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Birth Mother v. Adoptive Parents (in Re Adoption of a Minor Child) - 118 Nev. 962, 60 P.3d 485 (2002)


During a hearing, as in a trial, the right to discovery is subject to the discretion of the district court. Nev. R. Civ. P. 26(i). Absent a clear abuse of discretion, the appellate court will not disturb a district court's decision regarding discovery. Nev. R. Civ. P. 26(i) instructs the district court, in exercising its discretion, to consider, among other things, the diligence or lack of diligence of the party seeking the discovery or order and the reasons for not having completed the discovery or having had the motion heard earlier.


The birth mother relinquished her parental rights to her child to New Hope Child and Family Agency ("New Hope") for the purpose of adoption. New Hope and the birth mother ultimately selected the adoptive parents. The adoptive parents filed a petition for adoption with the district court. While the petition was pending, the birth mother filed an objection to the adoption, alleging that due to a series of traumatic events that occurred around the child's birth, she was incapable of giving knowing, voluntary, and intelligent consent to the relinquishment of her child. Upon the birth mother's objection, the district court held a hearing to determine the validity of her prior consent. During the three-day hearing, the birth mother filed supplemental objections, additional discovery requests, and a motion to revoke the relinquishment of her child because the relinquishment form did not state the names of the adoptive parents. The district court denied all requests and motions. At the conclusion of the hearing, the district court determined that the birth mother's consent was valid and, shortly thereafter, granted the adoptive parents' petition for adoption. The birth mother then filed an appeal challenging the district court's failure to consider her supplemental objections, failure to grant her discovery requests, denial of her motion to revoke the relinquishment of the child for adoption, and the determination that her consent was valid.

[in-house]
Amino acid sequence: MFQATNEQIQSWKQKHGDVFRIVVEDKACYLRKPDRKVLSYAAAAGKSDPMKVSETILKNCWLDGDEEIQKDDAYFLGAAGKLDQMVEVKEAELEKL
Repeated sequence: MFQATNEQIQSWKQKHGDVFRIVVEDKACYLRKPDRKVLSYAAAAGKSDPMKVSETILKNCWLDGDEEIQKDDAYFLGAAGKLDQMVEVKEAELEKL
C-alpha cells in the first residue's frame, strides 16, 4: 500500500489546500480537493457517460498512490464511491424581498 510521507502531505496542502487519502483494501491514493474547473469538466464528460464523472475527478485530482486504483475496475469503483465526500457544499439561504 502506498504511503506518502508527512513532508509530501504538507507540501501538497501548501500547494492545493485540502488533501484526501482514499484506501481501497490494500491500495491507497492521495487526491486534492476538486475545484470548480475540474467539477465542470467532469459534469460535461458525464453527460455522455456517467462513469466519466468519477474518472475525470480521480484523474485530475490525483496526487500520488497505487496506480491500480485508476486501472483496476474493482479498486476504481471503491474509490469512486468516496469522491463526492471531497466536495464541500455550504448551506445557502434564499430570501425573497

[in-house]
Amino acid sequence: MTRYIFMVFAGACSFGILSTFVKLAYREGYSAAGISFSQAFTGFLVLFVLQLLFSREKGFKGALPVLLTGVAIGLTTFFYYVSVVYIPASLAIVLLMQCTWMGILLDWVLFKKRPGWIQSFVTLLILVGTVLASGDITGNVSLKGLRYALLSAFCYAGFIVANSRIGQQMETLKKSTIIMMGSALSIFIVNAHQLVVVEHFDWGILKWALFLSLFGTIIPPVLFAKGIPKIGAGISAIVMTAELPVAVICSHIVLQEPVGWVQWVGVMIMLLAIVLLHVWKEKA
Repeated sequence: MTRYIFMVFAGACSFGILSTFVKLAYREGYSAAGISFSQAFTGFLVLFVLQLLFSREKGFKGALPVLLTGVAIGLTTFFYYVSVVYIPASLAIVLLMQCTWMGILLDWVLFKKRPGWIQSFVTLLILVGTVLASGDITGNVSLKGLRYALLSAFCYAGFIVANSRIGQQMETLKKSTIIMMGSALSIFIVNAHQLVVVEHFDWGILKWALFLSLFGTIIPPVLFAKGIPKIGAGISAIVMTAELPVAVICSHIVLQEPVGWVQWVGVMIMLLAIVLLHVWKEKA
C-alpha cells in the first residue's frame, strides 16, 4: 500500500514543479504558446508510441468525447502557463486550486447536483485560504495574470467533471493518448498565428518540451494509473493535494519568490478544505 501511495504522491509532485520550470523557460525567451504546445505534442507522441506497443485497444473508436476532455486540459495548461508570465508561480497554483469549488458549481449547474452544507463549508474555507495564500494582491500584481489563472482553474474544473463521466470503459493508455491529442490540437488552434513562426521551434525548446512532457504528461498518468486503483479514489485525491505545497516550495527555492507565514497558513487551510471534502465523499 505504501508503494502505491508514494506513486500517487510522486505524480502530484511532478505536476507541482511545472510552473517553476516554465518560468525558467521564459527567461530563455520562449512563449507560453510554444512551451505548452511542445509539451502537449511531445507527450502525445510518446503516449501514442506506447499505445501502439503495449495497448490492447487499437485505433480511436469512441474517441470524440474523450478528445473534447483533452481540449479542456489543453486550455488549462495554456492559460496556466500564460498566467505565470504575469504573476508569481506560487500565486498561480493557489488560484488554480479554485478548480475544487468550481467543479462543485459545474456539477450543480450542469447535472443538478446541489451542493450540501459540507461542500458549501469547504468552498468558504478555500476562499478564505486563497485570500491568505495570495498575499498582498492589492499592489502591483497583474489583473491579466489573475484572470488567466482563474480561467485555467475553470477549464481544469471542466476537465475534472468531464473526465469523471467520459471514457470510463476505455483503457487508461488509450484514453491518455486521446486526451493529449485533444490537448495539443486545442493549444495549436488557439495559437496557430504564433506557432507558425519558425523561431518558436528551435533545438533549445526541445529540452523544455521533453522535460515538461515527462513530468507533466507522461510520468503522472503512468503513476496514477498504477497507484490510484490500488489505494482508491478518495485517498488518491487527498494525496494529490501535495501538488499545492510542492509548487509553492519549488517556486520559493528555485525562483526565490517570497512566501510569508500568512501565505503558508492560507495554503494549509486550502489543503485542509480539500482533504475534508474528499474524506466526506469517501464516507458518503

Was the birth mother's consent to relinquish her parental rights to her child valid?




The state supreme court affirmed the district court's adoption decree. It held that the mother was allowed to fully examine every witness on all factual matters, and sufficient evidence was presented at the hearing, prior to the birth mother's supplemental objections, to indicate that the adoption agency made all necessary inquiries into the child's ancestry. The mother's discovery requests sought confidential documents that were irrelevant as to whether the mother's relinquishment was voluntary, and the district court did not abuse its discretion by denying the birth mother's tardy discovery requests. Because the adoption was an agency adoption, not a specific adoption, the names of the adoptive parents were not required to appear on the relinquishment for adoption form. Finally, the court held that the evidence supported the finding that the mother was aware of what was going on at the time of the adoption, and understood the effect of her relinquishment.

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